Last Sunday, October 25, several Latin American countries held elections. Two presidential elections were held – the first round in Argentina and the runoff in Guatemala – in addition to important local elections in Colombia, whose results are understood in light of both the ongoing peace process and the 2018 presidential elections.
In Argentina, the surprise was in the mediocre showing at the polls (the lowest in the history of the Peronista political movement) by the candidate of the party in power, Daniel Scioli, who many polls – which were also among the big losers – pointed to as a possible winner on the first round (for which he would have needed 40% of the votes, with at least a 10-point lead over the second-leading candidate). Scioli fell far short of that objective (he came away with just 36% of the vote), surpassing Mauricio Macri, candidate of the opposition coalition Cambiemos, by only two-and-a-half percentage points (Macri garnered 34% of total votes).
The other surprise in these elections – the biggest of all and also unanticipated by any pollster – was the historic defeat of the Peronistas in the province of Buenos Aires (after 28 years of hegemony of the Justicialista party), in the process sweeping away, in a genuine political earthquake, the so-called “barons” of the Buenos Aires suburbs (which are in the province of Buenos Aires). María Eugenia Vidal beat Aníbal Fernández by five points, becoming the new governor of the province of Buenos Aires – which is the country’s largest electoral district – as of December 10.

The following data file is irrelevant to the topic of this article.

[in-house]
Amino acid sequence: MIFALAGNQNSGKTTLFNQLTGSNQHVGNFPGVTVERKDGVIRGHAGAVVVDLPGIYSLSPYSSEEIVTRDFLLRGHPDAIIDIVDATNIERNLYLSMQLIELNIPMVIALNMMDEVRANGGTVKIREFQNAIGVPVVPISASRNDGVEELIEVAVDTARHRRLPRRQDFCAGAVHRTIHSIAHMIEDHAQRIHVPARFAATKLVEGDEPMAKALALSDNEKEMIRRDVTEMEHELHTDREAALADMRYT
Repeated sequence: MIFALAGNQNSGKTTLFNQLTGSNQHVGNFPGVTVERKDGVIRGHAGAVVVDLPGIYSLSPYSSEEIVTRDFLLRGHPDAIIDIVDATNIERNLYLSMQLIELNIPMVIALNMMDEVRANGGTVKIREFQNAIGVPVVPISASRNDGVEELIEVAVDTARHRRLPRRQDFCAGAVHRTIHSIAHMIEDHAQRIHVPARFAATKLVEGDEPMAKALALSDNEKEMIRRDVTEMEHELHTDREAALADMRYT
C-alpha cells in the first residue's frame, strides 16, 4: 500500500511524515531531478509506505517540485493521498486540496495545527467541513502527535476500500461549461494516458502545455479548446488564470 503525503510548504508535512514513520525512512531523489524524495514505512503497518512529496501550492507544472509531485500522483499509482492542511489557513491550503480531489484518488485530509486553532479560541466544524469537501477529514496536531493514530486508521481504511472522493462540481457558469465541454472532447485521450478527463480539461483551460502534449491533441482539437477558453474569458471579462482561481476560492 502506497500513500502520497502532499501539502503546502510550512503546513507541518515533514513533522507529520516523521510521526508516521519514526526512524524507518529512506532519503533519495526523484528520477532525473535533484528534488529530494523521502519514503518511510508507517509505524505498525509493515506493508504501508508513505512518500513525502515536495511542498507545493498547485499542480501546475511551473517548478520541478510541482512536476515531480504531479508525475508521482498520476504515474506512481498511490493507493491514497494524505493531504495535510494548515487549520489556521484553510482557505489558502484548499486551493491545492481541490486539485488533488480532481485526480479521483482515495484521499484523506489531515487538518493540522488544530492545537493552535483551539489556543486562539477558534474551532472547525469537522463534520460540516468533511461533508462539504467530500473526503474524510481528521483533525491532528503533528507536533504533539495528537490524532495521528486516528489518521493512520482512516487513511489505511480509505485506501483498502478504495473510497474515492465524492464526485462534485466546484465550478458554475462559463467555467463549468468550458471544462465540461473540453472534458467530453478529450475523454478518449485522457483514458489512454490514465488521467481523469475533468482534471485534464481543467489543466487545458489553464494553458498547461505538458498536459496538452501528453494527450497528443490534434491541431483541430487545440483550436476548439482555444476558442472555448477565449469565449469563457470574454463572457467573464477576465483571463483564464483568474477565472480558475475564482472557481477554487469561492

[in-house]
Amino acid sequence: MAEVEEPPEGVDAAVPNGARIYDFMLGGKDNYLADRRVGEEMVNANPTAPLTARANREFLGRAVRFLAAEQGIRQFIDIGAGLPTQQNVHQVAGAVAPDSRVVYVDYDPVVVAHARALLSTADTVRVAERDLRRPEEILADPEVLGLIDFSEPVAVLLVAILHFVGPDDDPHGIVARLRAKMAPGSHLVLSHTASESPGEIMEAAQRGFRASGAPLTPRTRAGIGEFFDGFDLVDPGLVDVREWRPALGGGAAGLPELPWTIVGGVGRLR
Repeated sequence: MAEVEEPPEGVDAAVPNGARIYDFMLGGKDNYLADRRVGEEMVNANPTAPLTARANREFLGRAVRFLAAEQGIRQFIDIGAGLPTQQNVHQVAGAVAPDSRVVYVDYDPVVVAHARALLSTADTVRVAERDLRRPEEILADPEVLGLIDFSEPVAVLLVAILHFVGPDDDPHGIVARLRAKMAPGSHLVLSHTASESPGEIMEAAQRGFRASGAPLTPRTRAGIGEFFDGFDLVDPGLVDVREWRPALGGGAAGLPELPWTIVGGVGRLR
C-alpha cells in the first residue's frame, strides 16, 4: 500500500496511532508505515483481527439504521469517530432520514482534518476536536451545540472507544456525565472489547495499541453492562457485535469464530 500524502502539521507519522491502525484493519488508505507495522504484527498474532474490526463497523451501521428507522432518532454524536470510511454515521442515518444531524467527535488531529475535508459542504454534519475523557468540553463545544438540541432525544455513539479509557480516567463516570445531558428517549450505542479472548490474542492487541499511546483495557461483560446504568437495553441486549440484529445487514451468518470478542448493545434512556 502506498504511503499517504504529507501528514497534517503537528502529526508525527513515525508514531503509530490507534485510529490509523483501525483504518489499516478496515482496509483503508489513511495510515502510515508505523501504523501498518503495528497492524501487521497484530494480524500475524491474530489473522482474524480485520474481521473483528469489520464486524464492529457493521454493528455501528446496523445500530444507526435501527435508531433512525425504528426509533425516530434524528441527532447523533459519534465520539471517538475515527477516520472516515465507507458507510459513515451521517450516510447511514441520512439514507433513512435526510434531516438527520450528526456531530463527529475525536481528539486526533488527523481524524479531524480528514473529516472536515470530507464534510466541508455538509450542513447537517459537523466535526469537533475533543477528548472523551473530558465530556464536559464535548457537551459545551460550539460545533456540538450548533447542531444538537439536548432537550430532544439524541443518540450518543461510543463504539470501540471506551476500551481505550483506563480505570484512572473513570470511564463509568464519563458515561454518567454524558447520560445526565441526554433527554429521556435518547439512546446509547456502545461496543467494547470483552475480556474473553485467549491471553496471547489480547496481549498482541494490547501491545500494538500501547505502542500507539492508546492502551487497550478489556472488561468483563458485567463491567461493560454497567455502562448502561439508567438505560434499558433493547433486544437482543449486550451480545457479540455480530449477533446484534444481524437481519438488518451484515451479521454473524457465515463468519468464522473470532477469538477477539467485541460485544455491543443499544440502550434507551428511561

As a result of the first-round results, a historic (and unprecedented) second-round election will be held on November 22. Although second-round elections have been in the constitution since 1994, Argentina had remained the only country in the region that had never needed to use them, until now. The key issues of the campaign in the second round – which we anticipate will be intense and marked by negative and dirty campaigning – will revolve around governance and the kind of change most advisable for Argentine society: the change within continuity that Daniel Scioli espouses, or change as alternation, as proposed by Macri. Both candidates have committed to participating in a national debate – also unprecedented in Argentina’s political history – and they have begun to deploy their respective strategies to attract the almost eight million voters from the first round whose choice did not make it to the second round (five million votes received by Sergio Massa in the first round, who, with 21%, came in third place; the almost two million votes of the other three candidates – Del Caño, Stolbizer, and Rodríguez Saa – and the almost 800,000 blank and annulled ballots). For the time being, Macri has the advantage. Even though he was the second-place finisher in the first round, he is now better positioned politically going into the runoffs. But the outcome remains to be seen.
In Guatemala, the results of the second-round balloting remained within the parameters suggested by the polls. Evangelical comedian Jimmy Morales won by a landslide (67% to 33% for Sandra Torres). The victory of the outsider Morales is explained above all by the current moment in Guatemala. While his political rivals (Manuel Baldizón and Sandra Torres) embodied the old vices, Morales succeeded in channeling the aspirations of political regeneration, greater transparency, and anti-corruption sentiment that citizens were calling for.